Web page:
This case highlights some elements of a successful attempt to train competency for an individual with intellectual disability. The Slater Method alone did not appear adequate. Hence other strategies were included. The contribution of each component of the training (test taking skills, use of the TV program, generalization strategies) is also not clear. Future work should attempt to standardize and isolate the necessary components of this training.

The contribution of each component of the training (test taking skills, use of the TV program, generalization strategies) is also not clear. Future work should attempt to standardize and isolate the necessary components of this training. However, this case does demonstrate one successful method to train competency in a community setting. The methods employed took only five weeks for this individual to gain the needed knowledge. His success at gaining this knowledge allowed him to continue to live in the community with supports and enjoy his work, friends and family.


(1.) Anderson SD, Hewitt J. The effect of competency restoration training on defendants with mental retardation found not competent to proceed. Law Hum Behav 2002;26:343-351.

(2.) Everington CT, Luckasson R. Competence Assessment for Standing Trial for Defendants with Mental Retardation. Worthington, OH: IDS Publishing Company, 1992.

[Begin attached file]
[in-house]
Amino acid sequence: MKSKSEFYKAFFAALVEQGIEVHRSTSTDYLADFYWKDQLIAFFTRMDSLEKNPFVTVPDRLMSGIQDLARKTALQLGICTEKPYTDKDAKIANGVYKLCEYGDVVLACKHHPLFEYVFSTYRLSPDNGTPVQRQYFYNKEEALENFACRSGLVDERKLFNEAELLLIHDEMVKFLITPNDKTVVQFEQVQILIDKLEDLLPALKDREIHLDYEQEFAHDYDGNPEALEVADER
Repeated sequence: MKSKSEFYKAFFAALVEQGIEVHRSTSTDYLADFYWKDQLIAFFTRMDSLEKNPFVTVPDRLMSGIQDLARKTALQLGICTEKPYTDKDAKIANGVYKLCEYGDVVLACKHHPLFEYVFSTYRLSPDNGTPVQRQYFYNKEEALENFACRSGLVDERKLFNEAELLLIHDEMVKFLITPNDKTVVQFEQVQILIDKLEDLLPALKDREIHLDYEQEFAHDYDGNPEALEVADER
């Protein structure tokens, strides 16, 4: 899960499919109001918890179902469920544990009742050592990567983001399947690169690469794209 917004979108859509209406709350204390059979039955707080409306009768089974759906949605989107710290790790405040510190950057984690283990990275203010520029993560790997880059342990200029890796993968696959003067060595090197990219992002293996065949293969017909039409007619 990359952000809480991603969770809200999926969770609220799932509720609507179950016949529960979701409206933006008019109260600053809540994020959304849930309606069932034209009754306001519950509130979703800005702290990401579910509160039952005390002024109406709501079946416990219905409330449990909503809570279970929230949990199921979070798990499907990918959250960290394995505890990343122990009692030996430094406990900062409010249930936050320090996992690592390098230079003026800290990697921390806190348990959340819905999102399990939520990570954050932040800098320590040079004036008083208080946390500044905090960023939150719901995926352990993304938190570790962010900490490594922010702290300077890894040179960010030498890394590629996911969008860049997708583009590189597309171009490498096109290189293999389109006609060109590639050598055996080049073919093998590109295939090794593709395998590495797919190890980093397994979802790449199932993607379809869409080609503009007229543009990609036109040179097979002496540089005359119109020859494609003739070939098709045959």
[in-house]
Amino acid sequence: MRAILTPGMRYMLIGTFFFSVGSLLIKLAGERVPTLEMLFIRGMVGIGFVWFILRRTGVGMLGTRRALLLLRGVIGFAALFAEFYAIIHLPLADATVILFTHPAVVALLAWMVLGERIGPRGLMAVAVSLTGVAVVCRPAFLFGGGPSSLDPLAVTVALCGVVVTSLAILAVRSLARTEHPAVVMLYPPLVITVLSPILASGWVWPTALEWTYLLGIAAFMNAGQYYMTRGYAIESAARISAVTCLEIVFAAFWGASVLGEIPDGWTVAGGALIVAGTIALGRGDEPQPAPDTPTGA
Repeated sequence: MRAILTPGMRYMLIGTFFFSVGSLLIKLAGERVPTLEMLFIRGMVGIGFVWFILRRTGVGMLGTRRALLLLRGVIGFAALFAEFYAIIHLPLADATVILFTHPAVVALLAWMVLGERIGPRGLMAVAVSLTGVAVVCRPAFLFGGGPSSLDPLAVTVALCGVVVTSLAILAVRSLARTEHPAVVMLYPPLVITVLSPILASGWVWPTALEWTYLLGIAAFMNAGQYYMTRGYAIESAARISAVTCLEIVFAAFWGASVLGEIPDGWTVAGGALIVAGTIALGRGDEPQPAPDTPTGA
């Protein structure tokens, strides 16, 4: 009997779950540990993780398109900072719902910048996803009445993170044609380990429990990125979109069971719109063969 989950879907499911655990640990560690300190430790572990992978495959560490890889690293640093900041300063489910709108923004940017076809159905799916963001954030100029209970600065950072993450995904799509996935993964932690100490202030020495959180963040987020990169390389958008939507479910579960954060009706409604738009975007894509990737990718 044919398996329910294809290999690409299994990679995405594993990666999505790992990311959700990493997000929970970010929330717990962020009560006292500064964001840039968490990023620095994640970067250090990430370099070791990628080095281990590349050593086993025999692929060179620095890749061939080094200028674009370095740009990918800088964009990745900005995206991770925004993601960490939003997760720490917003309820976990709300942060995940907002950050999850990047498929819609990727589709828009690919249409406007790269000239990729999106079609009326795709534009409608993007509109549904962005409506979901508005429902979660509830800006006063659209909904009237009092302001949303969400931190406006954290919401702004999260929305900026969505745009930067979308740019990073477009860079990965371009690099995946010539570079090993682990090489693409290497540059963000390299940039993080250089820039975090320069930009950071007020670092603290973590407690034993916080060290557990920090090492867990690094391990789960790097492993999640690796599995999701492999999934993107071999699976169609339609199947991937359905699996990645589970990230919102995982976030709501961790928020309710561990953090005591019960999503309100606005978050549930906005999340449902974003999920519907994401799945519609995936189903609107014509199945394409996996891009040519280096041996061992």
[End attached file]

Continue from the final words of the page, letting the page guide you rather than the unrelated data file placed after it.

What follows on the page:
(3.) Felthous AR. Introduction to this issue: Competence to stand trial. Behav Sci Law 2003;21:281-283.

(4.) McGaha A, Otto RK, McClaren MD, Petrila J. Juveniles adjudicated incompetent to proceed: A descriptive study of Florida's competence restoration program. J Am Acad Psychiatry Law 2001;29:427-437.

(5.) Morris CD, Niederbuhl JM, Mahr JM. Determining the capability of individuals with mental retardation to give informed consent. Am J Ment Retard 1993;98:263-272.

(6.) Noffsinger SG. Restoration to competency practice guidelines. Int J Offender Therapy Compar Criminol 2001;45:356-362.

(7.) Schlesinger LG. A case study involving competency to stand trial: Incompetent defendant, incompetent examiner, or "malingering by proxy"? Psychol Publ Pol Law 2003;9:381-399.

(8.) Siegel AM, Elwork A. Treating incompetence to stand trial. Law Hum Behav 1990;14:57-65.

(9.) Sundram CJ. Informed consent for major medical treatment of mentally disabled people. N Engl J Med 1988;318:1368-1373.

(10.) Wall BW, Krupp BH, Guilmette T. Restoration of competency to stand trial: A training program for persons with mental retardation. J Am Acad Psychiatry Law 2003;31:189-201.

CORRESPONDENCE: Patricia Brierley-Bowers, Ed.D., 3 Kenmont Court, Owings Mills, MD 21117; email:

Robin Stoops, M.A., LCPC, (1) Julie Hess, M.S., (1) Tom Scott, LCSW-C, (1) James Tolan, Ph.D., (2) Gerard Gallucci, M.D., MHS (3) & Patricia Brierley-Bowers, Ed.D. (1)

(1) National Center on Institutions and Alternatives, Baltimore, MD

(2) DDA Forensic Consultant, Baltimore, MD

(3) Johns Hopkins School of Medicine, Baltimore, MD
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Author:Stoops, Robin; Hess, Julie; Scott, Tom; Tolan, James; Gallucci, Gerard; Brierley-Bowers, Patricia
Publication:Mental Health Aspects of Developmental Disabilities
Date:Apr 1, 2007